Dirty water and pipes | AspenTimes.com

Dirty water and pipes

Dear Editor:

We may never know what chemicals are added to the water used in fracking. Some things we do know:

The average well will require from 1.2 million to 3.5 million U.S. gallons of water to develop; once the well starts to produce gas the water must be removed. From what has been written, “large storage tanks” will be brought in to store the wastewater.

In turn, that wastewater will be removed by truck, with each truck holding approximately 8,500 U.S. gallons. That is a lot of truck traffic, even after the well is developed. Few wastewater treatment plants are able to deal with the wastewater. This increases the possibility of a major spill due to an accident.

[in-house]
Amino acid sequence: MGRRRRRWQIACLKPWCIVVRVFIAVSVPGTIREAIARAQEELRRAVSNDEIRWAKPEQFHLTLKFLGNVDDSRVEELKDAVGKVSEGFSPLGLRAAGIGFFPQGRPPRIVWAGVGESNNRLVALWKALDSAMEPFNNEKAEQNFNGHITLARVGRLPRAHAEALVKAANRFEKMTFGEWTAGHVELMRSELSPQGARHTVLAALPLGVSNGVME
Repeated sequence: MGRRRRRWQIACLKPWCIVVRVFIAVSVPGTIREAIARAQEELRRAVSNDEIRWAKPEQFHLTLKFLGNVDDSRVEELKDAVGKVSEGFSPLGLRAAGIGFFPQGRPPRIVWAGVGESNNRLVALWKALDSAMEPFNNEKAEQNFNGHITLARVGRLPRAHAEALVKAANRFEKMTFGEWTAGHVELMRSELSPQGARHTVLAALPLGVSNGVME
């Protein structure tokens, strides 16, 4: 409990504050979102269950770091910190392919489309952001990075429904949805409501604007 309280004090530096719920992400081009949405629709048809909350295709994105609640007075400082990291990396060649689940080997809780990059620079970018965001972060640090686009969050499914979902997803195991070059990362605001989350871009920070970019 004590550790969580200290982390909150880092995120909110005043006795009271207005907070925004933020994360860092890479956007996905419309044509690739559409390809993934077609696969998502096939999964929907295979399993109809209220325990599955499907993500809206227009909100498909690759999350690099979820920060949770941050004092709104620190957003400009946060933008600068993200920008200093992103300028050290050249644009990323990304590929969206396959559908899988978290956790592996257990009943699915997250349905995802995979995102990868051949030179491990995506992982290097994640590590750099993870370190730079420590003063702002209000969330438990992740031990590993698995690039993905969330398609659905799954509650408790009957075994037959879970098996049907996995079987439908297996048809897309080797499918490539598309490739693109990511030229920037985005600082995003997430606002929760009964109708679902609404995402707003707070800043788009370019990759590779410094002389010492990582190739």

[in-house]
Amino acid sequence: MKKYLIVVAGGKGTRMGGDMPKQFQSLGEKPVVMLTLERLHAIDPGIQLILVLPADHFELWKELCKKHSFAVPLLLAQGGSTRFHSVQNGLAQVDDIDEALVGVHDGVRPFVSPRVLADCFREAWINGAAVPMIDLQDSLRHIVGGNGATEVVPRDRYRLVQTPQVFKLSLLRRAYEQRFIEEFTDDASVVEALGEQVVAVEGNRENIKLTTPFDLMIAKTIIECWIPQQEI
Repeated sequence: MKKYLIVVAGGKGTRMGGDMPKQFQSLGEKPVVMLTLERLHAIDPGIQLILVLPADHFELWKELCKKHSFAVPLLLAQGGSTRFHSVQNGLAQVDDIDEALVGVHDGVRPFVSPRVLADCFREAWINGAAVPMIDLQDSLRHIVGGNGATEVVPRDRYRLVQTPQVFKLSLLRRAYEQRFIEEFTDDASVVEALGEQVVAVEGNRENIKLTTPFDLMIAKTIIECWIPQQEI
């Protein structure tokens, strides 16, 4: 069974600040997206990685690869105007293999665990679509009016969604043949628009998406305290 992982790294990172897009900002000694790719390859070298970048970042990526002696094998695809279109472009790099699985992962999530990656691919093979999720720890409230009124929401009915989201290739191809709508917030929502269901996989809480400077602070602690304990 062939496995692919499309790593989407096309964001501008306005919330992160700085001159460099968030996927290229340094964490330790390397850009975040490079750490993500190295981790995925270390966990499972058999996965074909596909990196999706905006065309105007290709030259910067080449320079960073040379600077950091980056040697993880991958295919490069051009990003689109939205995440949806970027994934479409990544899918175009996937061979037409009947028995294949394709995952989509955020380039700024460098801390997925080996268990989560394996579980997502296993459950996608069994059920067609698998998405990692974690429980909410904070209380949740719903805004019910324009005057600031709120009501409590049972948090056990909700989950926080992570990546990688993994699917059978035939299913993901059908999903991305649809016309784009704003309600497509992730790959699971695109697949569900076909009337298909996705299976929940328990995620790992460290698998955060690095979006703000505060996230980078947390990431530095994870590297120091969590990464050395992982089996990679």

Where will the wastewater be transported to? In state or out of state?

Many wells are refractured over their lifetime, requiring even more water and truck traffic. Will the large storage tanks remain in place for future use? And if so, for how long?

Of serious consideration is: How does the gas get to market? Only by a pipeline. What will be the environmental impact by building such?

What provisions are in place to ensure that once the well is dry and capped, the surrounding area will be returned to as close as possible to a natural state? There must be funds set aside for future use to reclaim the well site.

There are just too many unanswered questions for the well to be developed. The Bureau of Land Management should not extend the lease to SG Interests.

Harry Temple III

Snowmass Village

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